Nashville EC cohort CEO raises capital for Iconic Moments NFT marketplace
By Milt Capps
CHRIS CUMMINGS, an entrepreneur now enrolled in the Project Music and Entertainment business development program of the Nashville Entrepreneur Center, announced he has raised $1.95MM in Seed capital to support launching Iconic Moments, a marketplace for non-fungible tokens (NFTs) that is enabled by blockchain-powered smart contracts.
Iconic's parent is early-growth startup Pass It Down Inc., which CEO Cummings founded six years ago as a digital storytelling platform for brands, cities and cultural institutions.
Even though Cummings new business spent its formative years in Chattanooga -- and he still has an office there and staff in Nashville -- he's been riding-out the pandemic in his native state, Louisiana.
As with many interesting businesses that find their way to Tennessee's regional accelerators, whether or not this startup's growth will contribute longer-term to this state's economy must remain an open question.
That said, it's a good sign that during an interview for this story, Cummings vigorously praised Nashville Entrepreneur Center staff and their advisors, and particularly their collective networks, for providing him important guidance on SaaS and blockchain technologies and digital marketplaces.
The 34-year-old CEO and majority stockholder confirmed that Iconic's immediate priority lies in enabling enable museums, archives and cultural organizations to earn much-needed revenue through sales of non-fungible tokens (NFTs) derived from artifacts in each client's holdings.
Including Pass It Down's recent Seed raise to advance the Iconic marketplace, the company has raised north of $3.5MM in capital since inception.
Cummings said Iconic growth prospects and continuing investor interest since the Seed closed make raising another round of capital very likely.
The Iconic Moments marketplace is currently scheduled to go-live in the final quarter of CY 2021, and it is likely to be powered by the long-awaited Ethereum 2.0 network. If Eth2.0 is delayed, Iconic may, in the interest of reducing Iconic's computing carbon footprint and other benefits, consider relying on the existing Ethereum network, augmented by integration with Polygon.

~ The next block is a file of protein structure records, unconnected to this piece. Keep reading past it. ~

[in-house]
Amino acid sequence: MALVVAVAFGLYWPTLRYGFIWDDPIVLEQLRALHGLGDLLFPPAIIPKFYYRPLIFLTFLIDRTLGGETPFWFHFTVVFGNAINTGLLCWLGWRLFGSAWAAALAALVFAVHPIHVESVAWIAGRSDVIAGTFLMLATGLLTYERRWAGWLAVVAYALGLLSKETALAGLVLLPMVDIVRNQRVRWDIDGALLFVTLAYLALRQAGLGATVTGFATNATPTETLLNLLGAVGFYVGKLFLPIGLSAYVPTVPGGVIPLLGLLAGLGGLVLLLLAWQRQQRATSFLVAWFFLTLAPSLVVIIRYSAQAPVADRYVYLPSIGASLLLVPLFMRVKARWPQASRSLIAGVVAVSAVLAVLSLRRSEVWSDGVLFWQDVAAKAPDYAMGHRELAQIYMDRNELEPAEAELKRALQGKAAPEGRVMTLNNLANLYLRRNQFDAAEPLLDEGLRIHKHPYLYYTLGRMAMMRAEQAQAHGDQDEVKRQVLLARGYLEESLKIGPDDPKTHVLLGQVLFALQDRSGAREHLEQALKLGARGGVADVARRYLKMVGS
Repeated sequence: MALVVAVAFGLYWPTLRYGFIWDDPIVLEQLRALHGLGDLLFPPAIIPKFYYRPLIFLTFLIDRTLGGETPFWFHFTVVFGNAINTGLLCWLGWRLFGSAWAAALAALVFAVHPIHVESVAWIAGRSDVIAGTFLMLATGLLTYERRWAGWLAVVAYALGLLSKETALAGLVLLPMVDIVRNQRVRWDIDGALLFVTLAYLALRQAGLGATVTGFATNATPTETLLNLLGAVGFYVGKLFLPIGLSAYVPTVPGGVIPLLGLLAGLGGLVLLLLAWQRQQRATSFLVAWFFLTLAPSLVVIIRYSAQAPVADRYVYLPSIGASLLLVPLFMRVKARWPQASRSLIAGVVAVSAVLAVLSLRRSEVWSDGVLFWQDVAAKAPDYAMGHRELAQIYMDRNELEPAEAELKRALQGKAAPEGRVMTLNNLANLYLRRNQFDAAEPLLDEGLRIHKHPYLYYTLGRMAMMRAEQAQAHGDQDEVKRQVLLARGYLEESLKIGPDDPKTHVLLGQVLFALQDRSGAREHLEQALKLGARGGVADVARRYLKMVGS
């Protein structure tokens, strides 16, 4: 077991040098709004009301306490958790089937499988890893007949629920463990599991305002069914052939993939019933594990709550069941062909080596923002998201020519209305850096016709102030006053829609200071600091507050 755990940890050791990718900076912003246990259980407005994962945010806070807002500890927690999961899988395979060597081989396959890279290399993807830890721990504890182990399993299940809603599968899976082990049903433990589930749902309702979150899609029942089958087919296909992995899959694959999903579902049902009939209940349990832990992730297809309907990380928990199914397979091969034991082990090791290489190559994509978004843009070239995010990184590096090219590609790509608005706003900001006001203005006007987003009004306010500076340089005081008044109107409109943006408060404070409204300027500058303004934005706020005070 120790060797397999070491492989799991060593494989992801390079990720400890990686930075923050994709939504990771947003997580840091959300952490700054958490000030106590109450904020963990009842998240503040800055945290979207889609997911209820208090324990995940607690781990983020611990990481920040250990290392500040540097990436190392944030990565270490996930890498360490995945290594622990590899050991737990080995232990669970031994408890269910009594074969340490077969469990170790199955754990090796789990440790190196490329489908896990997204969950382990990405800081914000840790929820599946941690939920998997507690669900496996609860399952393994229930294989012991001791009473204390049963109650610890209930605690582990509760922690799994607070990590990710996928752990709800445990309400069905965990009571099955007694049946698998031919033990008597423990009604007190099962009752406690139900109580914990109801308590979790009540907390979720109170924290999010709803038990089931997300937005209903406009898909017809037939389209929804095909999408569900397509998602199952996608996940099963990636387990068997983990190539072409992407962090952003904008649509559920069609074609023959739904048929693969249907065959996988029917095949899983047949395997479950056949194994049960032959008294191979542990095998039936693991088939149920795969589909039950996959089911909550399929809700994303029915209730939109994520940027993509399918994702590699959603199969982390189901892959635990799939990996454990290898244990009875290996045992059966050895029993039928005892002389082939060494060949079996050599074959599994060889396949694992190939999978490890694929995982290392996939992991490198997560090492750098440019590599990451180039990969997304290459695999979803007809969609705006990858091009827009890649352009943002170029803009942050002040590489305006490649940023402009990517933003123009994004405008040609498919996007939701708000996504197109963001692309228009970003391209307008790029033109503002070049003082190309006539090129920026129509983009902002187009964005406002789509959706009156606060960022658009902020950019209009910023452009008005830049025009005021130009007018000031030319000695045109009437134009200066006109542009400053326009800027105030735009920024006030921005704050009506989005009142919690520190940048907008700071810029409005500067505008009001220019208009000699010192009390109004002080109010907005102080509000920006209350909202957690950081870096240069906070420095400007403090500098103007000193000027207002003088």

While Pass It Down attracted individual Tennessee investors early-on, the majority of the money it has raised since inception has come from investors in other states.
Its institutional and professional angel investors include Greenville, S.C.-based VentureSouth; St. Louis-based Cultivation Capital; Boulder-based Techstars; Baton Rouge-based Red Stick Angels; and, Lafayette, La.-based Acadian Capital Ventures.
According to LinkedIn, Charleston, S.C.-based tech investor Paul Anuszkiewicz is among its board of directors.
He said that, partly as a result of pandemic-spurred client interest in internet presentations of content, Pass it Down reached breakeven-or-better operations on its core SaaS technology during 2020, and pulled the trigger on moving forward with Iconic, in January this year.
Cummings said he believes the company is destined to become both industry-transforming and global.
Asked about exit to a strategic bidder or other scenarios, he responded, "We have the means to grow and change an entire industry on a global scale," and he believes that ensures the company has a full array of options. "We keep all doors open," said the CEO.
In a 2016 interview with Venture Nashville, when the company was B2C, rather than B2B-oriented, Cummings acknowledged that exit to a strategic buyer could accelerate the company's achieving global reach. See VNC's previous Cummings coverage here.